Thinking there is no way he can understant – let alone appreciate – history by fits and starts, I try to bridge the gaps. To make him see cause and effect and cause and effect. To show how all these disconnected names are actually characters in one long tale – and a true one.
Speaking of which… we are talking late Empire, here. An eventful, messily adventurous, exciting time, if a gloomy one. The kid is a voracious reader, a lover of adventures and battles – the gorier the better… how, how, how on earth can he miss the stirring romance of it?
So I’m trying hard. I tell him about the people, the places, the times, the battles. I make him think, work out the long shadows thrown by even the dryest piece of fiscal policy. I make him put himself in the shoes of Diocletian, of a peasant faced with ruinous taxes, of a general at the north-eastern border facing the Visigoths…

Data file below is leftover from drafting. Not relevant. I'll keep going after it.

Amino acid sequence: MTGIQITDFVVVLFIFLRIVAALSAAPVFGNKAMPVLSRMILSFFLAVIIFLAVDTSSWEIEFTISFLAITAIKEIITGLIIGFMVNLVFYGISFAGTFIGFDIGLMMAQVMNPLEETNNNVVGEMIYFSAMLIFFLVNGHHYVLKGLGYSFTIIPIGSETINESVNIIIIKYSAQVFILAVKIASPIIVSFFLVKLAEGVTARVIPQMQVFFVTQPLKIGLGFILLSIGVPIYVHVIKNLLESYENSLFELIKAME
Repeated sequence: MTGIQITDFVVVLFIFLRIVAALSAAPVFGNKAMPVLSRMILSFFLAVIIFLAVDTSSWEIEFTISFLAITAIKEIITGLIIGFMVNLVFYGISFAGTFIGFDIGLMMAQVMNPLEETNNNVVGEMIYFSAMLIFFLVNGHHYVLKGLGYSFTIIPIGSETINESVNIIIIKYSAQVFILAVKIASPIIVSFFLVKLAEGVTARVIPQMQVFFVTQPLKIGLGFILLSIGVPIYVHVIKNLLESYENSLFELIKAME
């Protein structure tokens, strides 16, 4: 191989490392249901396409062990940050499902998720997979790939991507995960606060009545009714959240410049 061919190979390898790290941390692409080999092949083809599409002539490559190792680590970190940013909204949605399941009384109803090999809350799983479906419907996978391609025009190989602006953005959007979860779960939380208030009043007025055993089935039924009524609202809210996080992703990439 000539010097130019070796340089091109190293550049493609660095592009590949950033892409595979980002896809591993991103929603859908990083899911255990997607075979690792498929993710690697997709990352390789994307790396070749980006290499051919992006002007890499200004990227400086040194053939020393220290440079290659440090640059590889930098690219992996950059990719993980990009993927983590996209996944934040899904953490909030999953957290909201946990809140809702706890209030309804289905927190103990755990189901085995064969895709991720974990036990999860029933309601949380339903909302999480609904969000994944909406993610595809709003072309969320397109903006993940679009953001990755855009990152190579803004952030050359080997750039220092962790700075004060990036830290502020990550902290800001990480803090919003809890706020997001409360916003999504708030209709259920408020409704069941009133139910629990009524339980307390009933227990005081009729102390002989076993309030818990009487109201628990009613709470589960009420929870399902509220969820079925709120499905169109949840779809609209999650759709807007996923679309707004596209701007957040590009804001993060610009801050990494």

“I think you have too much imagination,” he says, shaking his head at me – after telling me he likes Julius Ceasar because he invented the testudo formation and some kind of trap or other…
At least he never told me yet that history can’t have happened. That was another girl I tutored, years ago. She was fifteen too – it must be a bad age for history.* This started out with Latin, actually. One day she didn’t feel like translating Titus Livius – some battle I forget – she up and told me it was useless, anyway.
“I refuse to believe it ever happened.”
I was perched on a ladder, browsing a bookshelf for an Osprey volume depicting the battle in question – and nearly fell down.
“You refuse what?”
She said it was at once to absurdly complicated and too pat.
“They made it up. They must have. And Latin as well. Who’s fool enough to speak something that needs conjugating at every step?”
I might have mentioned modern German and Russians, but I had other, more pressing questions in mind.